Figure 2 shows the procedures of address processing.  As mentioned
   above, the LIN6 generalized ID consists of the (constant) LIN6 prefix
   and the LIN6 ID.  In packet transmission, the transport layer specifies
   the LIN6 generalized ID of the destination node to the network layer.
   The network layer obtains the network prefix, i.e., the current
   location, of the destination node by some means (see Section 3.3).  The
   network layer concatenates the obtained network prefix and the LIN6 ID
   contained in the LIN6 generalized ID to create the LIN6 address of the
   destination node.

   In packet reception, the source address field of the packet contains the
   LIN6 address of the source node.  The network layer concatenates the
   LIN6 prefix and the LIN6 ID contained in the LIN6 address of the source
   node to create the LIN6 generalized ID, and then the network layer
   notifies the transport layer of the packet reception with the LIN6
   generalized ID of the source node.  Thus, from the transport layer's
   viewpoint, communication is done between the two LIN6 generalized IDs.





























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            <Transmission>                      <Reception>
    +--------------+--------------+   +--------------+--------------+
    | LIN6 prefix  |   LIN6 ID    |   | LIN6 prefix  |   LIN6 ID    |
    +--------------+--------------+   +--------------+--------------+
   transport       |      LIN6 generalized ID        ^
   layer           |                                 |
   ----------------|---------------------------------|----------------
   network layer   |                                 |
                   v                                 |
    +--------------+--------------+   +--------------+--------------+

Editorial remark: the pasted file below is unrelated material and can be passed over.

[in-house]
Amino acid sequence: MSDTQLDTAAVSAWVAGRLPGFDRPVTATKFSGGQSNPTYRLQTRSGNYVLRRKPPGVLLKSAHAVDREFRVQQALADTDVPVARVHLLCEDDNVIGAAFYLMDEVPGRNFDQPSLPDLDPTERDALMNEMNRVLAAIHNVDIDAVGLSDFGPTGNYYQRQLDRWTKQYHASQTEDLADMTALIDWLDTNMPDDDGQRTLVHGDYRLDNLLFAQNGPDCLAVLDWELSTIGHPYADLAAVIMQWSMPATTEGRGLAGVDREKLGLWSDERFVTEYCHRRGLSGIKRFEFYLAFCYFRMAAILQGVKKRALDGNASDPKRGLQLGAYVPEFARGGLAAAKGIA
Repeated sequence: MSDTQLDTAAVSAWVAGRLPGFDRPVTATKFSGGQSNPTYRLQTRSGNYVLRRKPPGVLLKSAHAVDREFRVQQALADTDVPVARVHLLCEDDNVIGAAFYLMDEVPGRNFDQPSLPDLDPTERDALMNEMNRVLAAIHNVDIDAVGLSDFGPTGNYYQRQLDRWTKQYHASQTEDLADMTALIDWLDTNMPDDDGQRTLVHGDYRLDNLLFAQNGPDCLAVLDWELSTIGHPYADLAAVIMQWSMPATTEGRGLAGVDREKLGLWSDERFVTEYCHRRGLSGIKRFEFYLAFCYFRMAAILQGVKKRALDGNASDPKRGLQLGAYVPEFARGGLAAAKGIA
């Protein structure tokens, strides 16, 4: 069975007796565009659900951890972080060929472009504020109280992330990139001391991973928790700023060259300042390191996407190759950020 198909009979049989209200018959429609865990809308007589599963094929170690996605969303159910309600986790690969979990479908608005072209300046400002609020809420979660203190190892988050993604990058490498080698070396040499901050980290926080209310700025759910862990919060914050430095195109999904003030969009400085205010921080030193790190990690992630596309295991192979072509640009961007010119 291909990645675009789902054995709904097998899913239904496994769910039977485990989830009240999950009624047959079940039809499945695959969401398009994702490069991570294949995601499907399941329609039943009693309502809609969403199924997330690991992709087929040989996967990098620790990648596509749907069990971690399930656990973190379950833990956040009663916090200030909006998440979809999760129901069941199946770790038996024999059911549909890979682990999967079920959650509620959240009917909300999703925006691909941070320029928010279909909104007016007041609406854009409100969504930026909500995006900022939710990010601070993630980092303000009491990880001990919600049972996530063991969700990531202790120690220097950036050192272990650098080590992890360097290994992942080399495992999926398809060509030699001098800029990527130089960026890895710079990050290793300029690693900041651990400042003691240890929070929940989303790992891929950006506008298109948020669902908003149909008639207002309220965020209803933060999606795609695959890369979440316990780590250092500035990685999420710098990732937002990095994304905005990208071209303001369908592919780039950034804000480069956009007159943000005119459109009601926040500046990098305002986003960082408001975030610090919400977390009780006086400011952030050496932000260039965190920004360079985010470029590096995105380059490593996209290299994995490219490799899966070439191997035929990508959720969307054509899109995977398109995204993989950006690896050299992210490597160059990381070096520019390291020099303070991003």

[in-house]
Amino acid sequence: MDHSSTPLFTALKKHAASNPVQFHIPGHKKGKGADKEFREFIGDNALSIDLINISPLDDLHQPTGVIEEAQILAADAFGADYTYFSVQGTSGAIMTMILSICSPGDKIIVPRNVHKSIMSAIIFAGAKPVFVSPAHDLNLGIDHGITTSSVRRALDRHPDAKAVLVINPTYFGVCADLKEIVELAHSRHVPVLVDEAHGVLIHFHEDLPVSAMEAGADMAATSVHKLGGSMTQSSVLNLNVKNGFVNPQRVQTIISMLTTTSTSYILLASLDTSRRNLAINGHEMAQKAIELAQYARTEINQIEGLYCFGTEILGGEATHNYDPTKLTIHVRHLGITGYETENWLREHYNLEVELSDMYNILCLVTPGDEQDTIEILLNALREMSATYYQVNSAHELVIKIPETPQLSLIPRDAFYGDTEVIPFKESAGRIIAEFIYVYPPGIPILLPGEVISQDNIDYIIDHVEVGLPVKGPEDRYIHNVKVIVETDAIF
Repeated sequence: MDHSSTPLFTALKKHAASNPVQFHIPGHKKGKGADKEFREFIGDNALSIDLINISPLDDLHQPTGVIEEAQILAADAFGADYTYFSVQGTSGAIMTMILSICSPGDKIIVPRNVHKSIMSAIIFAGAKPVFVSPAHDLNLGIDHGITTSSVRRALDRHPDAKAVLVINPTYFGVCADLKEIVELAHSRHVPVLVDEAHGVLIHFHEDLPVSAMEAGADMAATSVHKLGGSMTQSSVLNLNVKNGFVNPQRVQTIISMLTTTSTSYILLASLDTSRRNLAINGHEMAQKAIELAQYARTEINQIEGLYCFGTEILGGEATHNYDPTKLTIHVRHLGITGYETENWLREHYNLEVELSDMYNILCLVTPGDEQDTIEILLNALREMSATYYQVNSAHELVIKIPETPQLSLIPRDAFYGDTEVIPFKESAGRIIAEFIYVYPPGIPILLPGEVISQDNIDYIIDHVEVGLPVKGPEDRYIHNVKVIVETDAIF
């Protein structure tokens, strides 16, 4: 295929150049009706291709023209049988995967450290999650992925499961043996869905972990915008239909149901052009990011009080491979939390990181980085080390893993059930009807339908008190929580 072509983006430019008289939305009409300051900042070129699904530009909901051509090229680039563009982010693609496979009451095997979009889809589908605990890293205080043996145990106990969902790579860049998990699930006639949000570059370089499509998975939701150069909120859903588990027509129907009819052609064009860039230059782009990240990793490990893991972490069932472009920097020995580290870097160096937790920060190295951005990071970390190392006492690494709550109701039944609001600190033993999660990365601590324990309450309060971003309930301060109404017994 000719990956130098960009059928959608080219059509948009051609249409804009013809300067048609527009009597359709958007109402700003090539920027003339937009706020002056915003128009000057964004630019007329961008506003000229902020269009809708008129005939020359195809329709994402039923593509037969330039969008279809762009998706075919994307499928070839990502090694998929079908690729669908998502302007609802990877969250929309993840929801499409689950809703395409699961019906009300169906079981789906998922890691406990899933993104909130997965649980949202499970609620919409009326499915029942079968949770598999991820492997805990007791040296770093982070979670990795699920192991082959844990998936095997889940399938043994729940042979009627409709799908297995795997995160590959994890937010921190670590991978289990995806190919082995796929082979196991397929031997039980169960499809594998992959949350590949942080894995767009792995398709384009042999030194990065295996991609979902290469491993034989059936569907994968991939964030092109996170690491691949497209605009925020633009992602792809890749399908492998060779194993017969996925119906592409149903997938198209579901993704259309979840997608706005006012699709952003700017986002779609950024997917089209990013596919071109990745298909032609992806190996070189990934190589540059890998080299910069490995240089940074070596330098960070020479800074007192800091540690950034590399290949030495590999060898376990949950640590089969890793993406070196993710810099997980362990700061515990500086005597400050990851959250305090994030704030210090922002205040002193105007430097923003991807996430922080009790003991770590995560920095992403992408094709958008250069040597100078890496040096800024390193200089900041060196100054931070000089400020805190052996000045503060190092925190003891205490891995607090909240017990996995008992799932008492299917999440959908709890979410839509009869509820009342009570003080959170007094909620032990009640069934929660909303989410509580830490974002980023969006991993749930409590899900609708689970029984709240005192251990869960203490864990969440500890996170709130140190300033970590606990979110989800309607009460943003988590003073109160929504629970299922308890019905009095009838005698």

| LIN6 prefix  |   LIN6 ID    |   | LIN6 prefix  |   LIN6 ID    |
    +--------------+--------------+   +--------------+--------------+
                            |                        ^
           +------------+   |                        |
           |  mapping   |   |                +------>+<------+
           v            |   v                |               |
   +--------------+ +--------------+ +--------------+ +--------------+
   |network prefix| |    LIN6 ID   | | LIN6 prefix  | |   LIN6 ID    |
   +--------------+ +--------------+ +--------------+ +--------------+
           |                |                                ^
           +------>+<-------+                                |
                   |                                         |
                   v                                         |
    +--------------+--------------+    +--------------+--------------+
    |network prefix|   LIN6 ID    |    |network prefix|   LIN6 ID    |
    +--------------+--------------+    +--------------+--------------+
                   |           LIN6 address           ^
                   |                                  |
   ----------------|----------------------------------|----------------
   data link       v                                  |
   layer

                         Figure 2: Address processing


3.3.  Distinction between the LIN6 Address and the Normal IPv6 Address

   As shown on the right side of Figure 2, the receiving node must